I’ll be in my Scottie McC daze for one more day yet, but I wanted to point those of you with free time to this Ryan Singel post and the collection of documents he’s reporting on. The EFF just got a slew of documents recording the questions the FISA Court asked of the FBI.
Does the FBI track cellphone users’ physical movements without a warrant? Does the Bureau store recordings of innocent Americans caught up in wiretaps in a searchable database? Does the FBI’s wiretap equipment store information like voicemail passwords and bank account numbers without legal authorization to do so?
That’s what the nation’s Foreign Intelligence Surveillance Court wanted to know, in a series of secret inquiries in 2005 and 2006 into the bureau’s counterterrorism electronic surveillance efforts, revealed for the first time in newly declassified documents.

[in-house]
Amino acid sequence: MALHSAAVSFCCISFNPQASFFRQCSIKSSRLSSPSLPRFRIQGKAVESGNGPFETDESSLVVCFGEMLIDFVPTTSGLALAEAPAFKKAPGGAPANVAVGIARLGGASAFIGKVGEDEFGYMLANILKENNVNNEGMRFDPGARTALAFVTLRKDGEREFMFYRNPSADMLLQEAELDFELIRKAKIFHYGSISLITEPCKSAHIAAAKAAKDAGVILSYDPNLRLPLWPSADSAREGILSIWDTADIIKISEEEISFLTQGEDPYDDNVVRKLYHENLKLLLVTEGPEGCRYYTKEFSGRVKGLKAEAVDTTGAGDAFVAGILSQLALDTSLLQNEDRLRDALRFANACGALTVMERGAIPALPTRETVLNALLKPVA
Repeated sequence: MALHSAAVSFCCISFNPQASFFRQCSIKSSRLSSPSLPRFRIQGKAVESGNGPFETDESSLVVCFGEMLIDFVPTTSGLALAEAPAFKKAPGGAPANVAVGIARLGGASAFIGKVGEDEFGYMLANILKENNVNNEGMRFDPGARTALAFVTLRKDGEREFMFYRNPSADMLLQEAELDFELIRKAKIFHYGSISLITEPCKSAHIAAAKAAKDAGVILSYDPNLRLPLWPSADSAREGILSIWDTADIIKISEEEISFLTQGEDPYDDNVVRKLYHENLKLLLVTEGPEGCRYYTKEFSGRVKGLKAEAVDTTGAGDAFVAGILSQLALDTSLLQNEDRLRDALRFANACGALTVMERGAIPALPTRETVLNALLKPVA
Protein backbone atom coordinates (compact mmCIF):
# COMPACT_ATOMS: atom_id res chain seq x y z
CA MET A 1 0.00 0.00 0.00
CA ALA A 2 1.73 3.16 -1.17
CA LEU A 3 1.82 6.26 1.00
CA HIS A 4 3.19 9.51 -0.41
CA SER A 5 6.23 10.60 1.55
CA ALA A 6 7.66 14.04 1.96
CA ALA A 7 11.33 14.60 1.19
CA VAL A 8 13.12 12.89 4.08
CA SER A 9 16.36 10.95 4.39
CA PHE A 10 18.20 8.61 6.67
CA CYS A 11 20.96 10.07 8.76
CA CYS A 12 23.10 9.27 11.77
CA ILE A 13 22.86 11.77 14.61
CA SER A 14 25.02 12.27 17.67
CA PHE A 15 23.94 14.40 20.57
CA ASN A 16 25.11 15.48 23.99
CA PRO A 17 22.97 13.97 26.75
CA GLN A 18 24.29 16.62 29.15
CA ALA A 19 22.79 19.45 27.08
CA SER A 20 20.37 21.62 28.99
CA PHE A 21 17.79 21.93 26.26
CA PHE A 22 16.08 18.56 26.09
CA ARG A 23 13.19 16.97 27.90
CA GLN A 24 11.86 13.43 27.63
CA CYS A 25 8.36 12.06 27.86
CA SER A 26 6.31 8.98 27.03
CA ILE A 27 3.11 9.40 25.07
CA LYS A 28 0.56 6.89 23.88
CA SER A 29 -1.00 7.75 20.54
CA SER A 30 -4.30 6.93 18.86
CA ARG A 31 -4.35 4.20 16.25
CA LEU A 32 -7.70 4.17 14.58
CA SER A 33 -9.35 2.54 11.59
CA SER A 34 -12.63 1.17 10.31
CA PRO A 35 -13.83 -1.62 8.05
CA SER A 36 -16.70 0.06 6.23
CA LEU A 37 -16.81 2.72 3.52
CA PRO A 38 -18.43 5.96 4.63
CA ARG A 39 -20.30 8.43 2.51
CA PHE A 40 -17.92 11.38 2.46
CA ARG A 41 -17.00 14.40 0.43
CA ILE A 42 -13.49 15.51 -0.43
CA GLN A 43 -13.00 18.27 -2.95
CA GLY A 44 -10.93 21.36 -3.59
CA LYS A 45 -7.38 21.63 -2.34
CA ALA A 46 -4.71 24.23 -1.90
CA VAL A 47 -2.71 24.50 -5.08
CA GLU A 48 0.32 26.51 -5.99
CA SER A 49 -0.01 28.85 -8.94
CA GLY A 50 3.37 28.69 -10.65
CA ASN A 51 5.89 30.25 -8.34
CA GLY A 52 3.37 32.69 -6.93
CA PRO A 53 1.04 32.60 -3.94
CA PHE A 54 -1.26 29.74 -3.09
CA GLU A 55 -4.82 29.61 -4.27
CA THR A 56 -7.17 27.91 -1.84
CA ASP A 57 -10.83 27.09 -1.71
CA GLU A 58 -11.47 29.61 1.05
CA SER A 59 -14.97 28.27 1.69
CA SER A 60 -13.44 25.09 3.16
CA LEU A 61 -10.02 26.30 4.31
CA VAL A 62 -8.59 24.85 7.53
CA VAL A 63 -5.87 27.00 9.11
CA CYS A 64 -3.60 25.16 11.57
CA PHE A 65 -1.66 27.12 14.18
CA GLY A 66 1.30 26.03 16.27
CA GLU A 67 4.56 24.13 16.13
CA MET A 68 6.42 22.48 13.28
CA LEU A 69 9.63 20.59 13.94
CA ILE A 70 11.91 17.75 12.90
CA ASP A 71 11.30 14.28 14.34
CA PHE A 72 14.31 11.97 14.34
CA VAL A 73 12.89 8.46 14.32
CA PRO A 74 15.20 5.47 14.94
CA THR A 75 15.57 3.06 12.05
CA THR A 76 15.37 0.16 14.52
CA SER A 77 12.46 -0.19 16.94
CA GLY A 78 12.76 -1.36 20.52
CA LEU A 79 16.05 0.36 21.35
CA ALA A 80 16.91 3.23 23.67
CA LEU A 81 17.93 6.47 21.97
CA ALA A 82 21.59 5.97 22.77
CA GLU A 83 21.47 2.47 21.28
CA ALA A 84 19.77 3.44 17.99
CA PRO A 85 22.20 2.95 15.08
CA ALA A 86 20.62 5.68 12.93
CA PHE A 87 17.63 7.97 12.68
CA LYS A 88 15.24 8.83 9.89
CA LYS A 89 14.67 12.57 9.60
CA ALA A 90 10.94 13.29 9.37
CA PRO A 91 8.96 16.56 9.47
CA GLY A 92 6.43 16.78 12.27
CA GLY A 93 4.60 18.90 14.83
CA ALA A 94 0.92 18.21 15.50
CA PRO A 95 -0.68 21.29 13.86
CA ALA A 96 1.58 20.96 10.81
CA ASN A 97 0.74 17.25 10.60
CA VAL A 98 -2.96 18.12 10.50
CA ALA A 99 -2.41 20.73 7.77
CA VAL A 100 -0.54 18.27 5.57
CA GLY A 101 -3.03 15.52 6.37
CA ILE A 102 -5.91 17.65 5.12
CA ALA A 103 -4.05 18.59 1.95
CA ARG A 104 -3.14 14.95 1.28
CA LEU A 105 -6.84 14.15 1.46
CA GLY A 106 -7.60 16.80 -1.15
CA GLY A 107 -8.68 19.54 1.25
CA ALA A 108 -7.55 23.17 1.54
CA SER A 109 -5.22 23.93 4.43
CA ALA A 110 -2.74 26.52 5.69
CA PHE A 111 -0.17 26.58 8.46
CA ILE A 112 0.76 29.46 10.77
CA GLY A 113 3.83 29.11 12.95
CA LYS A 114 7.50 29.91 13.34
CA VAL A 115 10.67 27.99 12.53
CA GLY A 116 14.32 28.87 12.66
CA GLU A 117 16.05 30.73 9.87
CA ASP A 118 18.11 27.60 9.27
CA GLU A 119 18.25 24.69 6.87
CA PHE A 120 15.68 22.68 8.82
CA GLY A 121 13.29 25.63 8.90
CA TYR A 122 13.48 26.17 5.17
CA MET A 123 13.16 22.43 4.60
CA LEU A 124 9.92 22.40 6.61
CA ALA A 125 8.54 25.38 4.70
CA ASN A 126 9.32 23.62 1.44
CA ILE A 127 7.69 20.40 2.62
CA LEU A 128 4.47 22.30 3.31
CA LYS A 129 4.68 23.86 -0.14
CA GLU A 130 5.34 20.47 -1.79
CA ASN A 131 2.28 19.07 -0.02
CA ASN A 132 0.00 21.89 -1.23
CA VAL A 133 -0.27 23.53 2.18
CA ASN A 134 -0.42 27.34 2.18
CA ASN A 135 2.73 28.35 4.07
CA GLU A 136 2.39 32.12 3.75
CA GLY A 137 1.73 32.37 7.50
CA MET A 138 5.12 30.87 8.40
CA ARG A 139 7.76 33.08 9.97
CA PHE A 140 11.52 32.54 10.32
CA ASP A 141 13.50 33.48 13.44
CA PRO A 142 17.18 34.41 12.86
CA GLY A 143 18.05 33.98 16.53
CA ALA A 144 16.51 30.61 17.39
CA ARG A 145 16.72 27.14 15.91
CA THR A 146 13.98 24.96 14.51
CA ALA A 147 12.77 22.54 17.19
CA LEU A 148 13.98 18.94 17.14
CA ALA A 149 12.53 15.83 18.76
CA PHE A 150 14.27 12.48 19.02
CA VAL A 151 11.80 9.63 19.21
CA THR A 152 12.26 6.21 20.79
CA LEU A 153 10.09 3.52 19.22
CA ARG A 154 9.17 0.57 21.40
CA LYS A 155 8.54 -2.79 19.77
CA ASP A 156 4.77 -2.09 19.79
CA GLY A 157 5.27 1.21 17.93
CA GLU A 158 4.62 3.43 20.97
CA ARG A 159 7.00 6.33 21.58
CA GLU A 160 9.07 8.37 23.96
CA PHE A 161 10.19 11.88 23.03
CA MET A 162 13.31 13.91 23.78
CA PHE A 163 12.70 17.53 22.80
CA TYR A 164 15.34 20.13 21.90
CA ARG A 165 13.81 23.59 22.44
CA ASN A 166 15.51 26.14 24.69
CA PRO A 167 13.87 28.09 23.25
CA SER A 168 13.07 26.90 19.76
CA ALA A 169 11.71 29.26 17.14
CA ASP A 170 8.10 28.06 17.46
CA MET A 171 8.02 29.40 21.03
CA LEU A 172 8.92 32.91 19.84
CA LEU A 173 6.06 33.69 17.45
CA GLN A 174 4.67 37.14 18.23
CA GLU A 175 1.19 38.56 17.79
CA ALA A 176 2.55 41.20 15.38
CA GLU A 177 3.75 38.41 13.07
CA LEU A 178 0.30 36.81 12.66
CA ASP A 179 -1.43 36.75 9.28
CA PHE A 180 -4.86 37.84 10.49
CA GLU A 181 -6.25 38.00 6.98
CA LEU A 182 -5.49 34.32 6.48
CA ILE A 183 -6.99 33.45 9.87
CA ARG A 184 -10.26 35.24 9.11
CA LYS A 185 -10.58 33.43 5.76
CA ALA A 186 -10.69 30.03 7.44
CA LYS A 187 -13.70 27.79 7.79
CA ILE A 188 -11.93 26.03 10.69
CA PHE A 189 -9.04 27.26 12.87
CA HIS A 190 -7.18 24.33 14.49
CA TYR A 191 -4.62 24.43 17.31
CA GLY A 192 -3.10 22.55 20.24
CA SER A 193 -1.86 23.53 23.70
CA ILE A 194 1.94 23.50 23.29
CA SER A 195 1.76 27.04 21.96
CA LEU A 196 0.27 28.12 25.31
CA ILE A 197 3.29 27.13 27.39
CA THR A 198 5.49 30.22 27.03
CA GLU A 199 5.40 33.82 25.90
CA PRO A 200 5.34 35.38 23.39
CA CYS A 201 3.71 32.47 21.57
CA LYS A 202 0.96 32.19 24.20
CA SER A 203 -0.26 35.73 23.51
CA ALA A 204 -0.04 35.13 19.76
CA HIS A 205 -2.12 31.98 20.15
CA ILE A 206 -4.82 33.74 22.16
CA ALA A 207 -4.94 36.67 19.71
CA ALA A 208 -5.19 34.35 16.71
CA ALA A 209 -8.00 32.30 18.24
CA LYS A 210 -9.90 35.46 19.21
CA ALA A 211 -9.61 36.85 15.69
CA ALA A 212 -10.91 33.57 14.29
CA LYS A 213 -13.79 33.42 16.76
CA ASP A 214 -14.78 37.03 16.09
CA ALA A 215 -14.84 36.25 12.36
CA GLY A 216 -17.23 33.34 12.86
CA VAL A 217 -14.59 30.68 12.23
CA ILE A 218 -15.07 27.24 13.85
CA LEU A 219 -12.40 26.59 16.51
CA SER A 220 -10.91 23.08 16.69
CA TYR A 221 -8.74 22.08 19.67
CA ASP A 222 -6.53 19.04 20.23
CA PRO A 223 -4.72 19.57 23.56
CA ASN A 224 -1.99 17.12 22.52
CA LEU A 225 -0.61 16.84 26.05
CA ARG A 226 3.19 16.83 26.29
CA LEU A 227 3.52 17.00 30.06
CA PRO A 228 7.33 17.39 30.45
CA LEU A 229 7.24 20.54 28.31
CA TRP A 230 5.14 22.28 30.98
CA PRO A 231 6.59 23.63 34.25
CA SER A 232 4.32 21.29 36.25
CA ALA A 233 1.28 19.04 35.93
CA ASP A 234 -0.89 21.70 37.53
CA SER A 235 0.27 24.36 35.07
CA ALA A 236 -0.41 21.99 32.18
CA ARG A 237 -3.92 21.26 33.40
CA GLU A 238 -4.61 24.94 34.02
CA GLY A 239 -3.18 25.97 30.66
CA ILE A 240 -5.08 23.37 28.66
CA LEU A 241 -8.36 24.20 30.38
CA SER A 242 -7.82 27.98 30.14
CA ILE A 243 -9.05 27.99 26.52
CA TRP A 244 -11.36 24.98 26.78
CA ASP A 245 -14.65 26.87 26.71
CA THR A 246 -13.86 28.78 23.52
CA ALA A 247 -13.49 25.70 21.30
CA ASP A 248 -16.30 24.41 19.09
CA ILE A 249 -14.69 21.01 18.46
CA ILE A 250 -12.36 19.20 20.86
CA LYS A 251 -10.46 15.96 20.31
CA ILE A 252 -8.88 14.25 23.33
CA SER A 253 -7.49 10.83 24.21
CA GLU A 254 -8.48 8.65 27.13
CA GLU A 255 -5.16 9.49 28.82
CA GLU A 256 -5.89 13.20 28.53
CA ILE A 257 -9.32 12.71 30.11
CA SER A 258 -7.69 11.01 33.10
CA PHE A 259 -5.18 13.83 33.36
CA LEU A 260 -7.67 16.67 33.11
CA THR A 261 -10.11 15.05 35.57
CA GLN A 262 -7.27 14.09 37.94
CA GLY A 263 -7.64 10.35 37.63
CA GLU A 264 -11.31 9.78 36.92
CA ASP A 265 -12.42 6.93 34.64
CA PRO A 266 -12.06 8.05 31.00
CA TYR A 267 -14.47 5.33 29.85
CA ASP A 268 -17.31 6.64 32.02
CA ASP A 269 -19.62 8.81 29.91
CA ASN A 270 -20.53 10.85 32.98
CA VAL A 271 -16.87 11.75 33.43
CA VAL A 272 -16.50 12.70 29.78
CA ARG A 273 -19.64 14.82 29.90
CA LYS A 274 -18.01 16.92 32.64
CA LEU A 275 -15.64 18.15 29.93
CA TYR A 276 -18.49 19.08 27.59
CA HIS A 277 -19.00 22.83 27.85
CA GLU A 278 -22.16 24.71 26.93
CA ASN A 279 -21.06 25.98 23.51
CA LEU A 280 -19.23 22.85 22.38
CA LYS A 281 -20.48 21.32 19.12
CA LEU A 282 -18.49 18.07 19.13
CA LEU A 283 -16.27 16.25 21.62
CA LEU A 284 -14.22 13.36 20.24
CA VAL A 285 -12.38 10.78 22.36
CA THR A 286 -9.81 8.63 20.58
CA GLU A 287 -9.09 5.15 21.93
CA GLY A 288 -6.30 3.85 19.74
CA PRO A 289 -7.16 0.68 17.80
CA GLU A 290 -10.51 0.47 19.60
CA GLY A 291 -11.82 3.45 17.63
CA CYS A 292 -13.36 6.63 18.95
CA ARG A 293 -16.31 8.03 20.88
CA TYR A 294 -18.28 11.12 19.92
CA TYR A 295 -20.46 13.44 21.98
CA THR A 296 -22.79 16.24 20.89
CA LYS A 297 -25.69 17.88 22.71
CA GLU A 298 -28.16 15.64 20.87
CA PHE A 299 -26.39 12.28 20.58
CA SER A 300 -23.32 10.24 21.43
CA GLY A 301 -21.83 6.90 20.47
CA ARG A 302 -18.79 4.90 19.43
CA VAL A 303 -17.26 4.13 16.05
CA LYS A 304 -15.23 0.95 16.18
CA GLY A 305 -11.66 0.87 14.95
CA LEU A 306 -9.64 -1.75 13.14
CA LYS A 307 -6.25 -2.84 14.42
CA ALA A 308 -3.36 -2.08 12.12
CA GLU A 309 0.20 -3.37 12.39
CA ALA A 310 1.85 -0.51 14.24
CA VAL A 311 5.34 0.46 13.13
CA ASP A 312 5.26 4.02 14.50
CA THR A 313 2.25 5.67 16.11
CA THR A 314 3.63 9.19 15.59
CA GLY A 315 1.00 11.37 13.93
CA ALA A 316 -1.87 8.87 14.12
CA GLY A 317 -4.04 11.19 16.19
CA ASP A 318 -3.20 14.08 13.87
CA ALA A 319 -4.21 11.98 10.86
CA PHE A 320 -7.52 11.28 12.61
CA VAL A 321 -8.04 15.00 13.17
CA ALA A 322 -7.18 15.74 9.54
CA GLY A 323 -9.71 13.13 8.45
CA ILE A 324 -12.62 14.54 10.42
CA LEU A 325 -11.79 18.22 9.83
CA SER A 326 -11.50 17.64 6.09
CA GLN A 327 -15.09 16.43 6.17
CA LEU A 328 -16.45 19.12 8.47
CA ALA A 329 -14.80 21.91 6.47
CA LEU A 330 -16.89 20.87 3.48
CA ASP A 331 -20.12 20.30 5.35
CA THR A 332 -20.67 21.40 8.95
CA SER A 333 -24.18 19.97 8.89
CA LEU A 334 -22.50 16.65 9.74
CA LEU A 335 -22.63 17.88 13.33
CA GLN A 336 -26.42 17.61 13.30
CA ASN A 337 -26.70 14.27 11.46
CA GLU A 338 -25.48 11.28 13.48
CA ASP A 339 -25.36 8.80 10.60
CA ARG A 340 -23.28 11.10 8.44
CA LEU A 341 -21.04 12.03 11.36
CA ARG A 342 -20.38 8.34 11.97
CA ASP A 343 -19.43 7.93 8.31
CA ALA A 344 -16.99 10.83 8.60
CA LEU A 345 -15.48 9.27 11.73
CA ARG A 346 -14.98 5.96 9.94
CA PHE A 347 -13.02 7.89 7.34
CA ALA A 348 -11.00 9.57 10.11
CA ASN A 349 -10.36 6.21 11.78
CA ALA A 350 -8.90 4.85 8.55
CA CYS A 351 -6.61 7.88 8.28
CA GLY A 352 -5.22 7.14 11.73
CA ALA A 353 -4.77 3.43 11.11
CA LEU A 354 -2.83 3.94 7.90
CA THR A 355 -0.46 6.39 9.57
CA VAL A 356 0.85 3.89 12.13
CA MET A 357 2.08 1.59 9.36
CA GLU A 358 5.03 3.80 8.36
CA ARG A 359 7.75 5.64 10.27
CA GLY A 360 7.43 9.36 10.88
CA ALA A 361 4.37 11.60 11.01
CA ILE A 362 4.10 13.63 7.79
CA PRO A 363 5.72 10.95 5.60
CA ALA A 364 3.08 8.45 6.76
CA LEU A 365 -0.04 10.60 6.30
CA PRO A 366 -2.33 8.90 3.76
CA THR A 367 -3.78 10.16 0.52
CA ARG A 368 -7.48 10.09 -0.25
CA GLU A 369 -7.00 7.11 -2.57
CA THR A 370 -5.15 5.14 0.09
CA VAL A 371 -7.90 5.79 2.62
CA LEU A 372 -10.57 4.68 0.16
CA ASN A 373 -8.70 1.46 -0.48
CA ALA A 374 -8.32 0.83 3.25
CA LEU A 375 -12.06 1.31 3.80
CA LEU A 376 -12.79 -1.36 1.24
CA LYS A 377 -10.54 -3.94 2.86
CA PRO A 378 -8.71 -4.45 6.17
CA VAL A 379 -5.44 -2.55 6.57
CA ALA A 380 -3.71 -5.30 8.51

I’m most intrigued (though not at all surprised) by this question.
In October 2005, the court also asked the FBI to explain how it stored "raw" foreign-intelligence wiretap content and information about Americans collected during those wiretaps.
The government is supposed to "minimize" — that is anonymize or destroy — information gathered on Americans who aren’t the targets of a wiretap, unless that information is crucial to an investigation.
The court wanted the FBI to explain what databases stored raw wiretaps (.pdf), how those recordings could be accessed, and by whom, as well as how minimization standards were implemented.
The documents don’t reveal the answer to that question. The FBI did not respond to a request for comment by press time.
The question came, of course, just months before the NYT broke the story on the illegal wiretap program. You think maybe there’s a connection?